Re: Strange water formation in long exposure

Water hits a very small regularly oscillating structure and is deflected up and back towards the falls. I don't have a clue about the exact nature of the oscillating/vibrating structure but it is clear that the vibration is a stable frequency that separates the initial stream into discrete droplets upon reflection from/ passage through the vibrating structure.

bio-geeks out there - think about flow cytometric cell sorter nozzle transducer.

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rdspear Veteran Member • Posts: 4,601
Re: Strange water formation in long exposure

My first thought was as noted above - a continuous flow with some type of intermittent lighting.  But looking at it full screen, the background behind the path of the "drops" isn't interrupted at all.  With intermittent lighting, the unlit stream should still darken/blur/distort what's behind the unlit part of the path.  I don't see anything.

The decreasing, then increasing, space between the "drops" do make it seem like it's something moving under the force of gravity. So some sort of specular reflection/ghosting doesn't seem to make sense.  Unless it's ghosting of an intermittently lit flow of water outside the frame.

And it appears that the top of the arc is higher than the falls, so it couldn't be the source of any water splashing upwards.

Very interesting - I have no good answer.

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TDR1 Contributing Member • Posts: 540
Re: Strange water formation in long exposure

NancyP wrote:

Water hits a very small regularly oscillating structure and is deflected up and back towards the falls. I don't have a clue about the exact nature of the oscillating/vibrating structure but it is clear that the vibration is a stable frequency that separates the initial stream into discrete droplets upon reflection from/ passage through the vibrating structure.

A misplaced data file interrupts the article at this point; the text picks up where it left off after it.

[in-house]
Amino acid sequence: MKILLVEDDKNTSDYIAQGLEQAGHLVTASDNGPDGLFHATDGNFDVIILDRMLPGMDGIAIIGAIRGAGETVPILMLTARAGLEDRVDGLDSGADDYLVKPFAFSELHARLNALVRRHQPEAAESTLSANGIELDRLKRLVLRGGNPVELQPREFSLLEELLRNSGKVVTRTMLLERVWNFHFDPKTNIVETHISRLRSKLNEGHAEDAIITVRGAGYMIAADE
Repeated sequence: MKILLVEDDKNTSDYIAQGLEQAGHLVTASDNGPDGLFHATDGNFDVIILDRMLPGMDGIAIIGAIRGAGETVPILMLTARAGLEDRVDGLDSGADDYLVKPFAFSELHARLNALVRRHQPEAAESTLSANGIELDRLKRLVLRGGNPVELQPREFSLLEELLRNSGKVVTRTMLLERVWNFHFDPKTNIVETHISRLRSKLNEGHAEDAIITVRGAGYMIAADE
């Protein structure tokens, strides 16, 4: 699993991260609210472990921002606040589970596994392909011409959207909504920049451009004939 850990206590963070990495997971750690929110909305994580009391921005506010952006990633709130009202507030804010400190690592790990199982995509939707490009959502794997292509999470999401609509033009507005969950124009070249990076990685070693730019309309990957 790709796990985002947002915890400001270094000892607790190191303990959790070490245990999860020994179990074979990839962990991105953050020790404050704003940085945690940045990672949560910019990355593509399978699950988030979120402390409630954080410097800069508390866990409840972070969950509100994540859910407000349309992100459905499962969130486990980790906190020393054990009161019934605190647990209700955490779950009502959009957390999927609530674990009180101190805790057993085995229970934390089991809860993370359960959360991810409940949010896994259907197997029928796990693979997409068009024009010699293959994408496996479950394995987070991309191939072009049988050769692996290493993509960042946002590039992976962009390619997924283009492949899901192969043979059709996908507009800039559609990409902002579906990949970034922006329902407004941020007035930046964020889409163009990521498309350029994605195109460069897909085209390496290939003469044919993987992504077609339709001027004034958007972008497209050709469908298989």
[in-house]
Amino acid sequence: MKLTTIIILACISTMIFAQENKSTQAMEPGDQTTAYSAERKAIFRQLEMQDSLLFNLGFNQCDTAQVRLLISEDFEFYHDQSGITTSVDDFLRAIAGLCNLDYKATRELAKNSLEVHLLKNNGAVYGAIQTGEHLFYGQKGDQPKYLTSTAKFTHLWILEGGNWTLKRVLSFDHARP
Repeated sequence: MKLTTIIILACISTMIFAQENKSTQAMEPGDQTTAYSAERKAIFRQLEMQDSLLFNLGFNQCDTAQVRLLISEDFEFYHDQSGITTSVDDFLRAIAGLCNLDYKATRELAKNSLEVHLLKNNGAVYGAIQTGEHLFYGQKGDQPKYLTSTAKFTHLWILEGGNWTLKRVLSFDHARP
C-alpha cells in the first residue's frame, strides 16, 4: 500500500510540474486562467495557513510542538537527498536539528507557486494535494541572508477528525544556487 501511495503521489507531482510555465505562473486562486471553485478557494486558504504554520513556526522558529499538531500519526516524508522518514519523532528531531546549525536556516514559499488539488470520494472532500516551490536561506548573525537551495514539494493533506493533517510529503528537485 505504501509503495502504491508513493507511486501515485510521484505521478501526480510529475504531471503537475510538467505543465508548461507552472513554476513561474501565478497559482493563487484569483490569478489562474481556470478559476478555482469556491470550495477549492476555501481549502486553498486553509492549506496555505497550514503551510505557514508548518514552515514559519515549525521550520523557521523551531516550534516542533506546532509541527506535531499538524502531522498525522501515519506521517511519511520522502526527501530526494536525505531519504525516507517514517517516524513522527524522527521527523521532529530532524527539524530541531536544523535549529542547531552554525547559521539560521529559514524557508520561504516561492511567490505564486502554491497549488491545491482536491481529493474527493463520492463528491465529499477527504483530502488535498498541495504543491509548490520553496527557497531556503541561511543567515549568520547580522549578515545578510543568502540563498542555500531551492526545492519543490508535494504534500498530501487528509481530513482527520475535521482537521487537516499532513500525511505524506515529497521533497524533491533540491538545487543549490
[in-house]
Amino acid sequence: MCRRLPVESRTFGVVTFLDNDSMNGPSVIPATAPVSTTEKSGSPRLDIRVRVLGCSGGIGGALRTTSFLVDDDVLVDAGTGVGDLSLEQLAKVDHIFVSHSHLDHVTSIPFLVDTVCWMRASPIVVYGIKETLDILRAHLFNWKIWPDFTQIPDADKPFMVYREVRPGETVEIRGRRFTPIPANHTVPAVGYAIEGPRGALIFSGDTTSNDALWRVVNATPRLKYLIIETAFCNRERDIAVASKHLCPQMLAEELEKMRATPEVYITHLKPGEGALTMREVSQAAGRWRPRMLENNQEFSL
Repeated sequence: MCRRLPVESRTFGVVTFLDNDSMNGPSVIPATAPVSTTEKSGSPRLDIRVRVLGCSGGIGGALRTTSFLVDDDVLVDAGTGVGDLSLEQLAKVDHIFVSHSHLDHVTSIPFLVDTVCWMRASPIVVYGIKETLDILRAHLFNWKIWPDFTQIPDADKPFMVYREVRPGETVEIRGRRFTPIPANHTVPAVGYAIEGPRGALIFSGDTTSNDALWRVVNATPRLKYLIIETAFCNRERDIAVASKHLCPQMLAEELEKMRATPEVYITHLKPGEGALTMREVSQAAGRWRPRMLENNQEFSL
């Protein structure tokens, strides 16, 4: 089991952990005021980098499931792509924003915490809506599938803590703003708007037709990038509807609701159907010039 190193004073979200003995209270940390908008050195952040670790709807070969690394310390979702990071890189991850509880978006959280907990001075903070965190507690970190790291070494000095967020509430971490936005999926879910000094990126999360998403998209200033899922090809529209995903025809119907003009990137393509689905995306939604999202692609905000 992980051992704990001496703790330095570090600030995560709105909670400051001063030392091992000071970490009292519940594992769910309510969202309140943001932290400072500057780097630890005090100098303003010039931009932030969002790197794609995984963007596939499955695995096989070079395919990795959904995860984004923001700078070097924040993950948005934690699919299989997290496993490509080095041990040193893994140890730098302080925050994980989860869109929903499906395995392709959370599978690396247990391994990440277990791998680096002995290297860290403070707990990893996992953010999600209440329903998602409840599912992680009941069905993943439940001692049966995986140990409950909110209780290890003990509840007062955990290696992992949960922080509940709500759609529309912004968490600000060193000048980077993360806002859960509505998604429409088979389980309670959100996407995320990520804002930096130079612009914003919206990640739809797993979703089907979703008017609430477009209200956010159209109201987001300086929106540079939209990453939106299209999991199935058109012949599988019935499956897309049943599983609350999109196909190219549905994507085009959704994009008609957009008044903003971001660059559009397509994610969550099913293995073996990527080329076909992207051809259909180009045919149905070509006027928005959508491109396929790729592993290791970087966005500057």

bio-geeks out there - think about flow cytometric cell sorter nozzle transducer.

That can't be the explanation. That would mean the camera is capturing each water drop and effectively freezing the action. This is a 2 second exposure so each drop should show as a faint unbroken arc.

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(unknown member) Senior Member • Posts: 2,853
Re: Strange water formation in long exposure
1

A 2 second exposure at f/32 and ISO 100 means that you've got an extremely bright scene.  As blown as the highlights in the flowing water are, the drop itself is less bright, which means it could have occurred quickly without the area of brightest lighting being visibly affected.  I'm going with a drop flew threw the air just as a leafy branch broke up the light for just a moment...or it's fake.  I doubt it's fake, so I'm going to have to go with a branch or some other object with a repeating, spaced pattern moved at just the right moment to create a strobe effect.  Shifting light on the forrest floor happens all the time.  In this case, it happened quickly enough to catch the drop but ended up being averaged out in the brightly lit area where it occurred.

TDR1 Contributing Member • Posts: 540
Re: Strange water formation in long exposure

This one has really been bugging me today. There should be a simple explanation but it seems to be an impossible photo.

Some possibilities but all seem remote:

  1. Image digitally altered to add the drops in post processing. (I know, not accusing here, but it's got to be considered as a possibility)
  2. Photo is made up of a series of stills with a shorter exposure and then stacked in post processing to produce the soft water effect.. This would mean that the exif was altered to make it appear to be a 2s exposure and the aperture of f32 kind of supports 2s. I think there are around 30 drops, but a drop would take  less than two seconds to make that arc, this puts it way beyond the capabilities of the 50D in terms of FPS.
  3. Strobe effect from a flash being on multi mode. The exif shows no flash but in 2 seconds it could have been triggered manually. I think the ambient light should show a faint arc in between the drops if this was the case, however the blown highlights in the water surface may support this.